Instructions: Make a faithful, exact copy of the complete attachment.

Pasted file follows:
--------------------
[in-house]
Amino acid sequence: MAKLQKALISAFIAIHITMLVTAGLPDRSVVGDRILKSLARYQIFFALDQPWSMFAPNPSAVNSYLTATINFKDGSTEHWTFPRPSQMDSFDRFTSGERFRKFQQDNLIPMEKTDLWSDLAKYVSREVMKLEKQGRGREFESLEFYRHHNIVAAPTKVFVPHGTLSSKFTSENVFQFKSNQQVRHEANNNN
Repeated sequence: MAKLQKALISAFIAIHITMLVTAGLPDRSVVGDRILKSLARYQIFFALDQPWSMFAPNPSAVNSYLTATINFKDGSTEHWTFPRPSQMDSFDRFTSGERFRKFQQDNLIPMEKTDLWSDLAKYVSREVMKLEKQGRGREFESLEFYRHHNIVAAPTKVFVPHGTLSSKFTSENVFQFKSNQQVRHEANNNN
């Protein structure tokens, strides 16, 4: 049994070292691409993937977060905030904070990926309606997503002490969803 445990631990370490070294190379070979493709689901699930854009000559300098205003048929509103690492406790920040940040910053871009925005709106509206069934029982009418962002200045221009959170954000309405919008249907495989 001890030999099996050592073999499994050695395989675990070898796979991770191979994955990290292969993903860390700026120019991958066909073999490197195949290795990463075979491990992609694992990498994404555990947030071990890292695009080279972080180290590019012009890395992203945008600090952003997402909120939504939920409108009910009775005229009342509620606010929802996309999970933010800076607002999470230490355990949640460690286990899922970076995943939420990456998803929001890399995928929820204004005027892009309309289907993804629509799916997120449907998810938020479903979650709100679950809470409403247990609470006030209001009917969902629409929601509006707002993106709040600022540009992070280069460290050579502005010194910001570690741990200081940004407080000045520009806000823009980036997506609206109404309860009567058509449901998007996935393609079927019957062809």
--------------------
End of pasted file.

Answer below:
[in-house]
Amino acid sequence: MAKLQKALISAFIAIHITMLVTAGLPDRSVVGDRILKSLARYQIFFALDQPWSMFAPNPSAVNSYLTATINFKDGSTEHWTFPRPSQMDSFDRFTSGERFRKFQQDNLIPMEKTDLWSDLAKYVSREVMKLEKQGRGREFESLEFYRHHNIVAAPTKVFVPHGTLSSKFTSENVFQFKSNQQVRHEANNNN
Repeated sequence: MAKLQKALISAFIAIHITMLVTAGLPDRSVVGDRILKSLARYQIFFALDQPWSMFAPNPSAVNSYLTATINFKDGSTEHWTFPRPSQMDSFDRFTSGERFRKFQQDNLIPMEKTDLWSDLAKYVSREVMKLEKQGRGREFESLEFYRHHNIVAAPTKVFVPHGTLSSKFTSENVFQFKSNQQVRHEANNNN
């Protein structure tokens, strides 16, 4: 049994070292691409993937977060905030904070990926309606997503002490969803 445990631990370490070294190379070979493709689901699930854009000559300098205003048929509103690492406790920040940040910053871009925005709106509206069934029982009418962002200045221009959170954000309405919008249907495989 001890030999099996050592073999499994050695395989675990070898796979991770191979994955990290292969993903860390700026120019991958066909073999490197195949290795990463075979491990992609694992990498994404555990947030071990890292695009080279972080180290590019012009890395992203945008600090952003997402909120939504939920409108009910009775005229009342509620606010929802996309999970933010800076607002999470230490355990949640460690286990899922970076995943939420990456998803929001890399995928929820204004005027892009309309289907993804629509799916997120449907998810938020479903979650709100679950809470409403247990609470006030209001009917969902629409929601509006707002993106709040600022540009992070280069460290050579502005010194910001570690741990200081940004407080000045520009806000823009980036997506609206109404309860009567058509449901998007996935393609079927019957062809």